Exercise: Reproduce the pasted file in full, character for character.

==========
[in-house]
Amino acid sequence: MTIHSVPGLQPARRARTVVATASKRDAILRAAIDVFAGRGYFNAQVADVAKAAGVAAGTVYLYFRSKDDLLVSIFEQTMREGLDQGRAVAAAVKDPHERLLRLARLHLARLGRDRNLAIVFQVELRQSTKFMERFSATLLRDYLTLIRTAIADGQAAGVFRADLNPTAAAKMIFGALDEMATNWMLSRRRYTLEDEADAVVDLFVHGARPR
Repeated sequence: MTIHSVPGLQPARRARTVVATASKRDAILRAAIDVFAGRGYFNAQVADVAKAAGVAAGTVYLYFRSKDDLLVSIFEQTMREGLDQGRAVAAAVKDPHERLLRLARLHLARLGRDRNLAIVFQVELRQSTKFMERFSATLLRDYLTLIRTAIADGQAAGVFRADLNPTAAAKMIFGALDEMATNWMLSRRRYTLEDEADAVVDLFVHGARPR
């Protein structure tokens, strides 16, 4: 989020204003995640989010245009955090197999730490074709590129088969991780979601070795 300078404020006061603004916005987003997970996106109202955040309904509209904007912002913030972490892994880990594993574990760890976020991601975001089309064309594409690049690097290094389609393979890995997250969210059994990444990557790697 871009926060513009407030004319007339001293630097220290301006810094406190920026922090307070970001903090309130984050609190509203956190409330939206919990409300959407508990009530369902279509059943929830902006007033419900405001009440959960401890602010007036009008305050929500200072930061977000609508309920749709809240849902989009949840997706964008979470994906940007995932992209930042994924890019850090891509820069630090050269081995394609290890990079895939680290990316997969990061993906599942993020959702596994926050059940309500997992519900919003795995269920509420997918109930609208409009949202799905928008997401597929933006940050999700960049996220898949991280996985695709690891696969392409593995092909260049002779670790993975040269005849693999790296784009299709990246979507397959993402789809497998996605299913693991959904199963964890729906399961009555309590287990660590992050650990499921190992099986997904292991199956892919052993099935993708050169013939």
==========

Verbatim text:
[in-house]
Amino acid sequence: MTIHSVPGLQPARRARTVVATASKRDAILRAAIDVFAGRGYFNAQVADVAKAAGVAAGTVYLYFRSKDDLLVSIFEQTMREGLDQGRAVAAAVKDPHERLLRLARLHLARLGRDRNLAIVFQVELRQSTKFMERFSATLLRDYLTLIRTAIADGQAAGVFRADLNPTAAAKMIFGALDEMATNWMLSRRRYTLEDEADAVVDLFVHGARPR
Repeated sequence: MTIHSVPGLQPARRARTVVATASKRDAILRAAIDVFAGRGYFNAQVADVAKAAGVAAGTVYLYFRSKDDLLVSIFEQTMREGLDQGRAVAAAVKDPHERLLRLARLHLARLGRDRNLAIVFQVELRQSTKFMERFSATLLRDYLTLIRTAIADGQAAGVFRADLNPTAAAKMIFGALDEMATNWMLSRRRYTLEDEADAVVDLFVHGARPR
């Protein structure tokens, strides 16, 4: 989020204003995640989010245009955090197999730490074709590129088969991780979601070795 300078404020006061603004916005987003997970996106109202955040309904509209904007912002913030972490892994880990594993574990760890976020991601975001089309064309594409690049690097290094389609393979890995997250969210059994990444990557790697 871009926060513009407030004319007339001293630097220290301006810094406190920026922090307070970001903090309130984050609190509203956190409330939206919990409300959407508990009530369902279509059943929830902006007033419900405001009440959960401890602010007036009008305050929500200072930061977000609508309920749709809240849902989009949840997706964008979470994906940007995932992209930042994924890019850090891509820069630090050269081995394609290890990079895939680290990316997969990061993906599942993020959702596994926050059940309500997992519900919003795995269920509420997918109930609208409009949202799905928008997401597929933006940050999700960049996220898949991280996985695709690891696969392409593995092909260049002779670790993975040269005849693999790296784009299709990246979507397959993402789809497998996605299913693991959904199963964890729906399961009555309590287990660590992050650990499921190992099986997904292991199956892919052993099935993708050169013939």